Ludwig Genzel would possibly be the last scientist to desire an obituary written on his account, because he would have thought the author’s time could be more wisely spent doing science, listening to Beethoven, or appreciating the fine architecture of Europe. He was one of the cardinals of infrared spectroscopy and perhaps the reigning pope for Fabry–Pérot interferometry in the far-infrared (FIR) during the post-diffraction-grating era. For several decades, his “Genzel interferometer,” with its novel in-focus beam splitter, was an industry standard. Ludwig was a mentor of outstanding pedagogical ability at the Max Planck Institute for Solid State Research. He died of pneumonia on 27 January 2003 in Stuttgart, Germany.

Ludwig was born on 17 February 1922 in Bad Nauheim, about 30 miles northeast of Frankfurt. Following the Great Depression and the early death of his mother, the family moved closer to Frankfurt, and Ludwig received his abitur (high-school diploma) in 1940 before being drafted into the German army.

The horrors of World War II must have been terrible for him because he was a gentle and impeccably sensitive person. He refused offers to be an officer—staying as far as possible from any connection with Nazism.

He managed to join a flak battery and so was involved only in defense operations. Nevertheless, he felt a deep sense of responsibility for the pain that Germany inflicted on other nations, and throughout his life acted to redress those crimes in his position as a director of a major scientific institute. His department at the Max Planck Institute for Solid State Research was a model of cultural and ethnic diversity. During his tenure, a couple of anti-Semitic incidents took place. He firmly and effectively dealt with them, leaving no doubts as to where he stood.

In 1949, Ludwig earned his diplom in physics from the University of Frankfurt am Main under the direction of Marianus Czerny. Two years later, he received his promotion (PhD) from the University of Frankfurt. With the aim of studying condensed matter systems such as dielectric crystals, he and his students built one of the first modern FIR interferometers in 1954. In 1958, he and his coworkers constructed a rapid-scan interferometer for the millimeter and submillimeter range.

Ludwig stayed in Frankfurt until 1960, when he accepted an invitation from the University of Freiburg to join its faculty. But he first spent a year at Ohio State University, which, at that time, had one of the highest-resolution FIR spectrometers. He fondly remembered that stay and the warmth and friendship of his hosts.

At Freiburg, Ludwig made his most original scientific contributions. In 1962, he conceived of and constructed a Fabry–Perot etalon from a metallic mesh for the FIR. For cognoscenti in Brillouin spectroscopy, seeing a “flat” made of ordinary aluminum with a lattice of holes is quite an enlightening experience.

Presumably in the late 1960s, Ludwig had a conversation with Werner Heisenberg in which Heisenberg asked him to help establish the Max Planck Institute for Solid State Research. In April 1970, Ludwig was appointed its first founding director.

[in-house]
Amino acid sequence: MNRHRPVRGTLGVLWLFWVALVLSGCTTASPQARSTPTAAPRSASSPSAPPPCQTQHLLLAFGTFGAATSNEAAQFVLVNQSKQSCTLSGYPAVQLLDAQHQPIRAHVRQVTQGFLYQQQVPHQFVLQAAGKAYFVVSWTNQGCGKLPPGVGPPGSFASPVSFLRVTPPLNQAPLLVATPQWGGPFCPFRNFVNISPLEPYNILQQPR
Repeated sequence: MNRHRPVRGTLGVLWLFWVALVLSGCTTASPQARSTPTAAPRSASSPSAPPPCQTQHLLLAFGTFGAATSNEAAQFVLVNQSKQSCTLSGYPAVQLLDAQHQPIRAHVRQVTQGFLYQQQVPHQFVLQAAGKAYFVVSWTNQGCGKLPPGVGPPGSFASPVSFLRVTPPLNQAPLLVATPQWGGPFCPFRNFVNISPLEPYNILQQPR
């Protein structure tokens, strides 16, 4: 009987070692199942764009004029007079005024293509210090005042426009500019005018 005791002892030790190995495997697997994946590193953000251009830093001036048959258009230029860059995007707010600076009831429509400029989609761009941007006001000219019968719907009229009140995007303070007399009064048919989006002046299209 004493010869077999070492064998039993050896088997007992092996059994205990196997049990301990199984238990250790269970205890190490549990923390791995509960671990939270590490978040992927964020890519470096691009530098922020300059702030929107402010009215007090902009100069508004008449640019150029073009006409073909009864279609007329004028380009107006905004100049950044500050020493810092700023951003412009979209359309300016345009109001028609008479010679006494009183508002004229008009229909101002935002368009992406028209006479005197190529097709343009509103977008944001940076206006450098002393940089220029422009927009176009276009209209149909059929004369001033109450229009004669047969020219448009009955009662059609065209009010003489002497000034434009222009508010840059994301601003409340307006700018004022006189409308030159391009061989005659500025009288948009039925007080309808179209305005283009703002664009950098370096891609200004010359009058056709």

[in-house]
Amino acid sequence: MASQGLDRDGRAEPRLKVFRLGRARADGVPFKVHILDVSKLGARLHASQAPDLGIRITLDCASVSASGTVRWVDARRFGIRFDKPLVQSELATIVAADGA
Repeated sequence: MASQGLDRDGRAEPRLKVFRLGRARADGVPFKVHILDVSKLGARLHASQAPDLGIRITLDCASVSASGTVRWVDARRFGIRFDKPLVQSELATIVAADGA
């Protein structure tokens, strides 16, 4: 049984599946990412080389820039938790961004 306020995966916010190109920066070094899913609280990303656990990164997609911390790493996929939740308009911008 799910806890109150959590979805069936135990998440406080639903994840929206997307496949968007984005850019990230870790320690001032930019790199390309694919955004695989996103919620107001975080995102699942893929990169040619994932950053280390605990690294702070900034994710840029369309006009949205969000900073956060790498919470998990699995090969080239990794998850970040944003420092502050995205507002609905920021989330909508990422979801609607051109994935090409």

In the early 1970s, Ludwig and coworkers measured the IR transmission of microcrystals of magnesium oxide. The crystals contained only about 50 ions. They applied lattice dynamics to obtain the eigenvalues and eigenvectors for the microcrystals. In 1974, he and his colleagues published their highly cited work on long wavelength optical modes in mixed crystals in Physica Status Solidi . Ludwig also published influential work on the dielectric function of extremely small metal particles in Surface Science in 1985. He showed how quantum effects shifted the plasma resonance absorption.

Ludwig published one of his first papers in biological physics, on lysozyme, in Biopolymers in 1979. He later contributed to the observation of low-lying phonons in oligonucleotides. He insisted on constructing a simplified but useful model of DNA in deciding on which experiment to focus.

Shortly after the “Woodstock of Physics” at the 1987 March meeting of the American Physical Society, Ludwig began a detailed study of the optical properties of the first high-Tc superconductor YBaCuO. His spectroscopy group and coworkers made difficult low-temperature reflection measurements on world-class samples of high-Tc superconductor (single crystals, ceramics, and thin films), some of which were made in house. His publications on phonon anomalies and the superconducting gap have been widely read and cited. Later, he started a very fruitful collaboration with the theory group at Los Alamos National Laboratory.

Ludwig loved physics and the fine arts. Franz Schubert’s string quartet in D Minor (Death and the Maiden) was one of his favorite pieces. His great mentorship of a myriad of students, postdoctoral fellows, and resident and visiting scientists lives on as his greatest legacy. Although, on first impression, Ludwig had a reserved and formal presence, he was one of the few prominent German scientists of his generation to insist that his colleagues use the informal pronoun when addressing him. But this sliver of a fault line in a reserved exterior was only the barest indication of a finely cultivated and delightfully engaging sense of humor.

Ludwig’s son, Reinhard Genzel, has continued in his father’s footsteps. A director at the Max Planck Institute for Extraterrestrial Research, Garching, Germany, and a professor of physics at the University of California, Berkeley, Reinhard used the infrared techniques developed by his father to probe the existence of black holes.